On an unknown island, six large, voracious pigs are the center of the story, where their purpose is to eat all the garbage that washes ashore. These pigs can literally devour anything and everything, including glass and even limbs. The garbage is brought to the pigs daily by four children, ages ranging from teen to toddler, who remember nothing of their pasts or how they came to the island. The children live in fear of

the grown-ups who ruled over the island, known only by their greed and pure cruelty towards the children. The children's life are soon changed by two people who appear on the shore among the garbage and everything changes. The Pigs depicts our world today with no filters – climate change, an ocean flooded with trash, and ruthless human actions. Johanna Stoberock's The Pigs a vivid and cutting exploration of human neglect. It observes how our ignorance can snowball into irreversible destruction of our environment, our children, and our own humanity. î –


The Book of Forks.

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Rob David's The Book of Forks is an outstanding creation that leads the way of just how strange and delightful comics can be. A dark and twisted version of Return to Oz meets Alice in Wonderland. From raining actual knives to the bear park parents, Rob David's The Book of Forks is jammed packed full of imagination and brilliant creativity that is equal parts dark, unusual, and weird.


Castro Smith finds himself imprisoned within the mysterious Power Station, writing his Book of Forks while navigating baffling daily meetings with Poly, a troubled young woman who may be his teacher, his doctor, his prison guard… or something else

entirely. Meanwhile, back home, Vera and Scarper’s search for their missing friend takes them through the chaotic warzone of the Bear Park and into new and terrifying worlds. The Book of Forks is the creative and peculiar final book of Rob Davis’s graphic novel trilogy. Be sure to check out the first two installments in the series The Motherless Oven and The Can Opener’s Daughter. 


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The Adventures of Laffe: Friends Don't Bully Friends.

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This beautifully illustrated children's book tells the story of a young giraffe named Laffe who is bullied by his sister and animal friends. Through his adventures on the savanna he learns to be less sensitive while also teaching others to be kinder. Laffe is the younger sibling to his sister Gigi who in the opening of the story is biting him with what she calls “love bites” but which feel unkind and hurtful to young Laffe, who leaves his family unit to sort out his emotions.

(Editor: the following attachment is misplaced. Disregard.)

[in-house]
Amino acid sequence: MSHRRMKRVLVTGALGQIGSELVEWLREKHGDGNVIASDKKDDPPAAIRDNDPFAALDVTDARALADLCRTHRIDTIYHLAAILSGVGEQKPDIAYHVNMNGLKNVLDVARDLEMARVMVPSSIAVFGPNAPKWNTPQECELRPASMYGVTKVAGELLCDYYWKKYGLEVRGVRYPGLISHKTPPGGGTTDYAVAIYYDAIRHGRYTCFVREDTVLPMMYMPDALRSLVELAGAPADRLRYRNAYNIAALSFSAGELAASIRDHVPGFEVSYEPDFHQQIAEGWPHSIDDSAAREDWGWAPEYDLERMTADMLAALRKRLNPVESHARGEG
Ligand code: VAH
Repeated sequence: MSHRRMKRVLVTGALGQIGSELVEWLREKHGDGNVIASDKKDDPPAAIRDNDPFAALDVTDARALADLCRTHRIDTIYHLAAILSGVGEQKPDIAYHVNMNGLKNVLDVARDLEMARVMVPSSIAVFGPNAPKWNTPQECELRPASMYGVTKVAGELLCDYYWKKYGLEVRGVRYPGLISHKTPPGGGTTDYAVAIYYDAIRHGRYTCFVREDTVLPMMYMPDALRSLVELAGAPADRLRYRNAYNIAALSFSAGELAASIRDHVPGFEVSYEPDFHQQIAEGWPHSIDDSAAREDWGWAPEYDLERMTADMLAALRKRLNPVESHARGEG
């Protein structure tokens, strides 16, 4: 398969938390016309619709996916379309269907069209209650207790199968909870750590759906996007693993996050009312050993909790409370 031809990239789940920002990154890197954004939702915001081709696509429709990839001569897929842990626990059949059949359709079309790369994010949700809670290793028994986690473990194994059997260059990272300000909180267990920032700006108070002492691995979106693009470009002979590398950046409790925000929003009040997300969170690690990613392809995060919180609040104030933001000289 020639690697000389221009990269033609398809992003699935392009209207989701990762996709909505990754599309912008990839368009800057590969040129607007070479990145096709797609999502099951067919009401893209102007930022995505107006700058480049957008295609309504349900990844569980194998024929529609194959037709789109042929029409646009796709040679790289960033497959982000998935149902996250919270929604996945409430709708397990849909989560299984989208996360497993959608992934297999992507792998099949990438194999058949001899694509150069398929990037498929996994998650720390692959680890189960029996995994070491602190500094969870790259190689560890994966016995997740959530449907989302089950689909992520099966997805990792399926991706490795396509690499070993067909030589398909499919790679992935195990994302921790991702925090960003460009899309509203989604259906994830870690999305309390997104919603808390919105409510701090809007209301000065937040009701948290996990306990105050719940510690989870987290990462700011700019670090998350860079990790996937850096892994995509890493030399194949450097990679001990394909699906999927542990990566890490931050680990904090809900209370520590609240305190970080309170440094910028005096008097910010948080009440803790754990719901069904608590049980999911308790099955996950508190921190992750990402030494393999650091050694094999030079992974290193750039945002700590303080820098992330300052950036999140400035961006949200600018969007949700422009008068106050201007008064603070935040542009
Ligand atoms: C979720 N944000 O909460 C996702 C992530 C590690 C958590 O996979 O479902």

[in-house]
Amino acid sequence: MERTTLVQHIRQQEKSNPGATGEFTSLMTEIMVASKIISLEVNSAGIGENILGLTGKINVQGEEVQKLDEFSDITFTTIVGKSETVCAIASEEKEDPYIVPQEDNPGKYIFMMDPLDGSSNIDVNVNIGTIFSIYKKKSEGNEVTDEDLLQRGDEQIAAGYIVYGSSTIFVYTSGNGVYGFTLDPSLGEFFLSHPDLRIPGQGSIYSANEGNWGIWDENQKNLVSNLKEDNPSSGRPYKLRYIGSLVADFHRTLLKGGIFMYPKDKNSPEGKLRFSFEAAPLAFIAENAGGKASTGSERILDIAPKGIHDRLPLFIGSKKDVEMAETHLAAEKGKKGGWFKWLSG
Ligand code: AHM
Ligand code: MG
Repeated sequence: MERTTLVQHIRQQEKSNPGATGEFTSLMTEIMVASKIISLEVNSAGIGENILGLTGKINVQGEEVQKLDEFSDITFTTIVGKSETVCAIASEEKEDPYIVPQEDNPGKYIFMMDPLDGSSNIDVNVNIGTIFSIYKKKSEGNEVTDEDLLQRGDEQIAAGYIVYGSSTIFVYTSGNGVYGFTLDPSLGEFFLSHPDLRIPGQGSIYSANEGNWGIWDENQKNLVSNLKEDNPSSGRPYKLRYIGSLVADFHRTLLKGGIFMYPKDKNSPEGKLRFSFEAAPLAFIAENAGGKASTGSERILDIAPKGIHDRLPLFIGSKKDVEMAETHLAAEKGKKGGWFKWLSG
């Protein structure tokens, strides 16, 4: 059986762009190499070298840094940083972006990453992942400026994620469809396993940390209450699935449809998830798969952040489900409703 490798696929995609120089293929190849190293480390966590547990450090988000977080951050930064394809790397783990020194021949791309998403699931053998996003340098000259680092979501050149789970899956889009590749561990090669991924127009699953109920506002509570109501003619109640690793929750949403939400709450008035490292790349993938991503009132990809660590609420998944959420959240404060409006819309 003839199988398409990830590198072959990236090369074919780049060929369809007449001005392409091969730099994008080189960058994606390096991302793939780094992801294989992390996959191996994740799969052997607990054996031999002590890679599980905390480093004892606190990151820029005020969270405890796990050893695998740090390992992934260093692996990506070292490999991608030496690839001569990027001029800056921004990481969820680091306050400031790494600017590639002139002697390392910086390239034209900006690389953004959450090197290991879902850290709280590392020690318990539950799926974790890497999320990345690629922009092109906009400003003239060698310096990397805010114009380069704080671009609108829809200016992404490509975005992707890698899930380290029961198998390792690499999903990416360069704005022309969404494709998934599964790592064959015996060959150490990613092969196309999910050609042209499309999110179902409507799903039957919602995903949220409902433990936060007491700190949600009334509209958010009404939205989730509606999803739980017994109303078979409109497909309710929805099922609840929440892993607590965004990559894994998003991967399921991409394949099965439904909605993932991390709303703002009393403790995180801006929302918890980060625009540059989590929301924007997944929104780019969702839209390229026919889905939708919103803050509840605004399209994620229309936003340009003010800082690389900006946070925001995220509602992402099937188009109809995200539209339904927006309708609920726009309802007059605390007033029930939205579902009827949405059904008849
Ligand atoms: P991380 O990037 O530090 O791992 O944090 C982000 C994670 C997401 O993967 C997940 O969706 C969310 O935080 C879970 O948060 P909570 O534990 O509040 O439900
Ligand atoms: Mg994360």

While out on the savanna Laffe encounters a number of other animals who present challenges, some dangerous and others annoying. It is through these experiences that Laffe learns to distinguish playfulness from unkindness. Additionally he develops a sense of self

which assists him as he begins to understand how to help others become more more aware of how their actions impact those who are on the receiving end of their antics. What is especially charming about this book is the lovely illustrations of the giraffe which convey the long-legged awkwardness of this creature are particularly engaging and will certainly appeal to children. Toby and Terri Beaver have done a masterful job of communicating an important message without being overbearing. Children will accept the concept of anti-bullying without feeling as though they were being force fed this message. The Beavers have additional books in the works continuing the story of Laffe, with Book 2, titled, The Adventures of Laffe: Kindness Begins with You. Based on their first book, I look forward to their next offering. 


The Mighty Adventures of Mouse, the Cat.

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Second in Louis Paul DeGrado’s middle-grade series, The Calling of the Protectors highlights a young cat’s courage as she aims to save animals trapped in a shelter. Despite her youth and small size, Mouse is a brave cat and daughter of a Protector. The Protectors are cats of a special lineage whose responsibility is to protect humans from evil. Mouse organizes an ambitious mission to rescue two friends from a shelter whose owners are cruel to the animals.


Scratch and Dazzle are set free, but Mouse worries about those they left behind. She arranges to rescue the other animals. But this time the mission’s outcome is even more uncertain, as the journey to the country, which will be the freed animals’ destination, is full of dangers, from ferocious wild dogs to bloodthirsty raptors. As the story unfolds, readers witness Mouse’s insightful leadership and the team’s courageous acts. The story offers an intriguing group of eccentric characters.